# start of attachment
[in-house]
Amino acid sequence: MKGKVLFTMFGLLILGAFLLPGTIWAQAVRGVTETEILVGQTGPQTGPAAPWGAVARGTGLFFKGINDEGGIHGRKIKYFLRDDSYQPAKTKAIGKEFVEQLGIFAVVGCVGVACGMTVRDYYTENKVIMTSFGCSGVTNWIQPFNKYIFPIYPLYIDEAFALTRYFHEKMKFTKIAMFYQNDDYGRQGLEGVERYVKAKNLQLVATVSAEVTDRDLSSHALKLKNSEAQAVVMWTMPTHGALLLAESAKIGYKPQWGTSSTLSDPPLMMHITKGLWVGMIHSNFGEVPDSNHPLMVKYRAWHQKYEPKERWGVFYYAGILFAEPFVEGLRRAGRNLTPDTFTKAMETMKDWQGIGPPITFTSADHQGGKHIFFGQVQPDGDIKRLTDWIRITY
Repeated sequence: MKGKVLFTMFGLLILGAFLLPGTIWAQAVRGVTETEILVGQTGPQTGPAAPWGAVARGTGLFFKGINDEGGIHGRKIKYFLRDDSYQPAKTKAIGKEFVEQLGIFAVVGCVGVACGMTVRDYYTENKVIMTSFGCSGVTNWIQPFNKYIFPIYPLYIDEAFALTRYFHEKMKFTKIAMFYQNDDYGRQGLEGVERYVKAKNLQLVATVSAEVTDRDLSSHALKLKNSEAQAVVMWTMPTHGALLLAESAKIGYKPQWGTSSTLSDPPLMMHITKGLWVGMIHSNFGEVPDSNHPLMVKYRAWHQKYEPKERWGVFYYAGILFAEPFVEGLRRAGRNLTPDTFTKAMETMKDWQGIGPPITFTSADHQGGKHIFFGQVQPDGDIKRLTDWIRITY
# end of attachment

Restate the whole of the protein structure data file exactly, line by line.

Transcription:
[in-house]
Amino acid sequence: MKGKVLFTMFGLLILGAFLLPGTIWAQAVRGVTETEILVGQTGPQTGPAAPWGAVARGTGLFFKGINDEGGIHGRKIKYFLRDDSYQPAKTKAIGKEFVEQLGIFAVVGCVGVACGMTVRDYYTENKVIMTSFGCSGVTNWIQPFNKYIFPIYPLYIDEAFALTRYFHEKMKFTKIAMFYQNDDYGRQGLEGVERYVKAKNLQLVATVSAEVTDRDLSSHALKLKNSEAQAVVMWTMPTHGALLLAESAKIGYKPQWGTSSTLSDPPLMMHITKGLWVGMIHSNFGEVPDSNHPLMVKYRAWHQKYEPKERWGVFYYAGILFAEPFVEGLRRAGRNLTPDTFTKAMETMKDWQGIGPPITFTSADHQGGKHIFFGQVQPDGDIKRLTDWIRITY
Repeated sequence: MKGKVLFTMFGLLILGAFLLPGTIWAQAVRGVTETEILVGQTGPQTGPAAPWGAVARGTGLFFKGINDEGGIHGRKIKYFLRDDSYQPAKTKAIGKEFVEQLGIFAVVGCVGVACGMTVRDYYTENKVIMTSFGCSGVTNWIQPFNKYIFPIYPLYIDEAFALTRYFHEKMKFTKIAMFYQNDDYGRQGLEGVERYVKAKNLQLVATVSAEVTDRDLSSHALKLKNSEAQAVVMWTMPTHGALLLAESAKIGYKPQWGTSSTLSDPPLMMHITKGLWVGMIHSNFGEVPDSNHPLMVKYRAWHQKYEPKERWGVFYYAGILFAEPFVEGLRRAGRNLTPDTFTKAMETMKDWQGIGPPITFTSADHQGGKHIFFGQVQPDGDIKRLTDWIRITY